If you wish to keep using your student card after graduating, inform your card provider you’re no longer in college. If you have a full-time job, your card provider might consider increasing your credit limit. Alternatively, you may request a lower APR based on your payment history and income.

How to Switch From a Student Credit Card to a Regular Card

Switching from a student credit card to a regular card is typically straightforward when you stay with your existing card provider. Also known as product change or credit card upgrade, this allows cardholders to transition from one type of card to another within the same issuer's lineup. For students, this usually entails moving from a student card to a regular one, bringing potential advantages like enhanced benefits, superior rewards, higher credit limits and possibly lower interest rates.

Not all cardholders may qualify, and upgrades typically bypass sign-up bonuses. Investigating potential annual fees and understanding the new card's terms is crucial. Informing the issuer about your changed student status can lead to continued use of the existing card or an upgrade opportunity, especially if you maintain a good-standing account and are receptive to targeted offers from your provider.

Adding a Second Card to Your Portfolio

If you have good to excellent creditworthiness, consider adding a second credit card to your portfolio. Doing so can increase the total available credit you have access to and lower your credit utilization ratio. However, you’ll only feel these positive effects if you maintain good financial habits.

Adding a new credit card might also be worthwhile if you want to move up the ladder, earn more rewards or use complimentary travel benefits.

If you have outstanding debt on your existing student card that charges a high APR, getting a balance transfer card with an intro APR offer might work well for you, provided you are prudent about paying off your debt within the promotional period.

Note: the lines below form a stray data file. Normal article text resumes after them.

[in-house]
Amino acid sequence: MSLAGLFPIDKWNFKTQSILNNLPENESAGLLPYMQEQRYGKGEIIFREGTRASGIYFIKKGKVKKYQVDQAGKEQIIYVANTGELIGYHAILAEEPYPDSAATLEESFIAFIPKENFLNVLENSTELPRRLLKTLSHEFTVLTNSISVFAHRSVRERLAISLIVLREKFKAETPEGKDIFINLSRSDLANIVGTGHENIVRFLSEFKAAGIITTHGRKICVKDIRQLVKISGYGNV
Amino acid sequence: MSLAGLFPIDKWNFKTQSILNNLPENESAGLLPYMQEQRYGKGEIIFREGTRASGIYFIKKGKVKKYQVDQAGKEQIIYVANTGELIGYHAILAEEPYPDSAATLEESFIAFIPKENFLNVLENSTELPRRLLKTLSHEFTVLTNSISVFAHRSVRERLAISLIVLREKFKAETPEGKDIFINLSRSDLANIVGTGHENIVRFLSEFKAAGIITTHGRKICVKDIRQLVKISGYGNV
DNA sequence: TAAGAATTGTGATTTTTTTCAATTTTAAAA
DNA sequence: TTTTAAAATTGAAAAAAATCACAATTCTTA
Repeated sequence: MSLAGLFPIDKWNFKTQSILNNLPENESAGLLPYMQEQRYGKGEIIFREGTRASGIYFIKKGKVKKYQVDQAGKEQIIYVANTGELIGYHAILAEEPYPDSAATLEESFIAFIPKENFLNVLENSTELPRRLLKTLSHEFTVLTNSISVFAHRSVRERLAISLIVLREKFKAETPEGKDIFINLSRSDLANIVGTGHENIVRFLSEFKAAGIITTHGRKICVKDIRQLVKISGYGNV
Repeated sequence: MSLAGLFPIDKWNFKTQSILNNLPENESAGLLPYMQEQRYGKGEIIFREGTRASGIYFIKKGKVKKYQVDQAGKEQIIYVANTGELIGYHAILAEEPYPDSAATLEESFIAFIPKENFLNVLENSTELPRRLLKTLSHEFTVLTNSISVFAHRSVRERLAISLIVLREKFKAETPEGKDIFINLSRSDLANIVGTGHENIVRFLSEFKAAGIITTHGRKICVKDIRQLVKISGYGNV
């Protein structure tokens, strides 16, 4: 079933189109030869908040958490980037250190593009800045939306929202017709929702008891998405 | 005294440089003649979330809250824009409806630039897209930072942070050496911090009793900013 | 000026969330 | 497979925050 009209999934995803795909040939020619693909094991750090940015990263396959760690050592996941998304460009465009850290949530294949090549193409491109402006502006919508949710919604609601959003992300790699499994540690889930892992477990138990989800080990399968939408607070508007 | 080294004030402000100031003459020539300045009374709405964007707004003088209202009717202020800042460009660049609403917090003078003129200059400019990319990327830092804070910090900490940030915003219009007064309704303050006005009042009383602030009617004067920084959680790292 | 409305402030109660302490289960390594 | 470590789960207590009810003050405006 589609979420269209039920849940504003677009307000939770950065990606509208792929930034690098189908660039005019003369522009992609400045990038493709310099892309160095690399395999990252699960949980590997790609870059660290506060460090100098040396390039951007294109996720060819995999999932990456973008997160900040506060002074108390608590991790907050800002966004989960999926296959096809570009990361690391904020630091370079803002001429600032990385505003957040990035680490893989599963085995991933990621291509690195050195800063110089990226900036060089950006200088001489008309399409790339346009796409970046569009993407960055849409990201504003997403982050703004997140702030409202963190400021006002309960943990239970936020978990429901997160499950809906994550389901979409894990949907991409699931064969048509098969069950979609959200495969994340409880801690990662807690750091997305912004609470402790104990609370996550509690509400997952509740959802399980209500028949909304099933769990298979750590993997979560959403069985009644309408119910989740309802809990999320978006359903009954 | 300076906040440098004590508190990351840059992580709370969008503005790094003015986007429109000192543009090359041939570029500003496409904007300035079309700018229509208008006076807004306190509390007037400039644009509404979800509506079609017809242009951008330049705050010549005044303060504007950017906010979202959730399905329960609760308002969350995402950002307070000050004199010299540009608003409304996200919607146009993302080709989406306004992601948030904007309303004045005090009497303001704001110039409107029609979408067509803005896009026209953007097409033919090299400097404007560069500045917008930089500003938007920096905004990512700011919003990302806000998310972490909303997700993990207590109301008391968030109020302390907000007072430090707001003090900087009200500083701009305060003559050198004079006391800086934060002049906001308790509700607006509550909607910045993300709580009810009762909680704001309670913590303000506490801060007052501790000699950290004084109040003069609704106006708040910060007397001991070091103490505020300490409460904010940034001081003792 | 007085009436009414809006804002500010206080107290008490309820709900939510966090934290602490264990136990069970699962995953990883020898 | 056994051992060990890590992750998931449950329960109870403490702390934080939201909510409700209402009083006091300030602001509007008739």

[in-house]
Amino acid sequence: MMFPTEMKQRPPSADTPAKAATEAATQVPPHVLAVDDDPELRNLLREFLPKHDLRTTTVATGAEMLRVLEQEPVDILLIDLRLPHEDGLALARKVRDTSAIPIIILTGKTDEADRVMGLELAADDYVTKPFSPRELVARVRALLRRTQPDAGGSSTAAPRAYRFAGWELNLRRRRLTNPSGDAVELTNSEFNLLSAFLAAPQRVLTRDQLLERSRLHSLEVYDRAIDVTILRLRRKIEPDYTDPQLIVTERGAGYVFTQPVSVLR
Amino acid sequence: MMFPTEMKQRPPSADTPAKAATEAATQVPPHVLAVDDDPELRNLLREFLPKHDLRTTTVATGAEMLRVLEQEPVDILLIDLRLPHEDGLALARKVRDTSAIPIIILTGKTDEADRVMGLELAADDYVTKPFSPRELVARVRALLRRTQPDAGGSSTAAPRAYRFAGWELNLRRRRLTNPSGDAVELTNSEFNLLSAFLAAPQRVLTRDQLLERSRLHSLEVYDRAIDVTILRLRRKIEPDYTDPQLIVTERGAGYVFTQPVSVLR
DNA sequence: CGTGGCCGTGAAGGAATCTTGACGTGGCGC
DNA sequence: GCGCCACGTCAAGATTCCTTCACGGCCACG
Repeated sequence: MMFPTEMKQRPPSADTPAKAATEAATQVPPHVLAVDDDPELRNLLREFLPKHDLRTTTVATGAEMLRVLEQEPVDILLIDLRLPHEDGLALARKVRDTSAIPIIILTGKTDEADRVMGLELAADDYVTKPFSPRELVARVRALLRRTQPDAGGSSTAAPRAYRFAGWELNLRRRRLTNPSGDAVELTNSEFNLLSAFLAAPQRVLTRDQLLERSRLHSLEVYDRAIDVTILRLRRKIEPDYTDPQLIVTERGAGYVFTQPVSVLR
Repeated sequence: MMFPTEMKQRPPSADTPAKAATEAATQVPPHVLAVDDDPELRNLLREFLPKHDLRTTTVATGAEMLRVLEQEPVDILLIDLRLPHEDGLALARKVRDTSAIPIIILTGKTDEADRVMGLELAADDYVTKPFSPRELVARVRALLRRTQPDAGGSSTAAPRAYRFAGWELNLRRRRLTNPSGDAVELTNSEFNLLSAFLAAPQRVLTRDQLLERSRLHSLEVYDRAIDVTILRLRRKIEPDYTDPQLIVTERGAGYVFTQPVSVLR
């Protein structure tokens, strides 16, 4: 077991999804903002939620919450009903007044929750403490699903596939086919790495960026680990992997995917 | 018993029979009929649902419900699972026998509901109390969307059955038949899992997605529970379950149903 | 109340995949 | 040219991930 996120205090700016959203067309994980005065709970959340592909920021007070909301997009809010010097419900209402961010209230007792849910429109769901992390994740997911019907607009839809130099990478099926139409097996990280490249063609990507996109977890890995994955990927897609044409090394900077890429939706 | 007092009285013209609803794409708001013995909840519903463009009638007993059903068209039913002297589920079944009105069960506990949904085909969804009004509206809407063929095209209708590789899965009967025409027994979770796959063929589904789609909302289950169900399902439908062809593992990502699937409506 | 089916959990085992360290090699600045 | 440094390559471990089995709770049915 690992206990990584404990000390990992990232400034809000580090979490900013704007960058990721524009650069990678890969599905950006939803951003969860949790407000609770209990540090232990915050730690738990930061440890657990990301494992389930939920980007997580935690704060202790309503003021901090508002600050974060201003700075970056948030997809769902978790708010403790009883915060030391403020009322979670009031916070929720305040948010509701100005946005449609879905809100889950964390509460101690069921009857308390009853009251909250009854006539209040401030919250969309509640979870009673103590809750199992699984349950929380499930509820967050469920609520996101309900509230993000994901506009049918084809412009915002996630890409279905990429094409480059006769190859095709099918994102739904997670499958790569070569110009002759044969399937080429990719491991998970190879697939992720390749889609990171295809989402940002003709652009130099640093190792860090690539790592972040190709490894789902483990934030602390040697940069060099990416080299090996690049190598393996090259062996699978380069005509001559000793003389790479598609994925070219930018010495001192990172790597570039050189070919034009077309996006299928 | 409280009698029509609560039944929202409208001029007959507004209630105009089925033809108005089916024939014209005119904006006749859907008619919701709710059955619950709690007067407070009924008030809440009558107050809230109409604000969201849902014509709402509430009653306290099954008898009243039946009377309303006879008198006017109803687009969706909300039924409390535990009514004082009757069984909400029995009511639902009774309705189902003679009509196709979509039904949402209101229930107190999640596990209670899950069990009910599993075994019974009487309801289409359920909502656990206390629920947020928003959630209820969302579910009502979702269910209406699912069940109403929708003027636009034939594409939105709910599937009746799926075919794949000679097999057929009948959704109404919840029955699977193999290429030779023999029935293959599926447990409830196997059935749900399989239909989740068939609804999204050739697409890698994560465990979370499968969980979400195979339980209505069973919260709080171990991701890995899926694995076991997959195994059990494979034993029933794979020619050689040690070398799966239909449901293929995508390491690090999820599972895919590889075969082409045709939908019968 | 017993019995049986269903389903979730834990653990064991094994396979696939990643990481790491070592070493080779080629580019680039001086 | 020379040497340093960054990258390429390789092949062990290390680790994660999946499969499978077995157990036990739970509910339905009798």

However, getting a second credit card might not be in your best interest if your credit score is less-than-favorable. The added credit line can also cause concern, especially if you have trouble paying off your monthly balances.

Next Steps

If you're nearing graduation or have just completed your studies, it's a good idea to notify your student credit card company. Although you might continue using the same card, an upgrade could offer you enhanced benefits and rewards. Think carefully before closing your card as it may negatively impact your credit rating. If you're in the market for a new card, whether it's your first or an additional one, make sure to review offers from multiple providers.

Frequently Asked Questions

Below are answers to some of the most common credit card questions asked by students who are about to or have just graduated.

About Rajiv Baniwal

Rajiv Baniwal headshot

Rajiv Baniwal is a journalist who has been covering financial topics for over 15 years. Meticulous in his research, he provides accurate and up-to-date information. His expertise includes mortgages, loans, credit cards, insurance and international money transfers.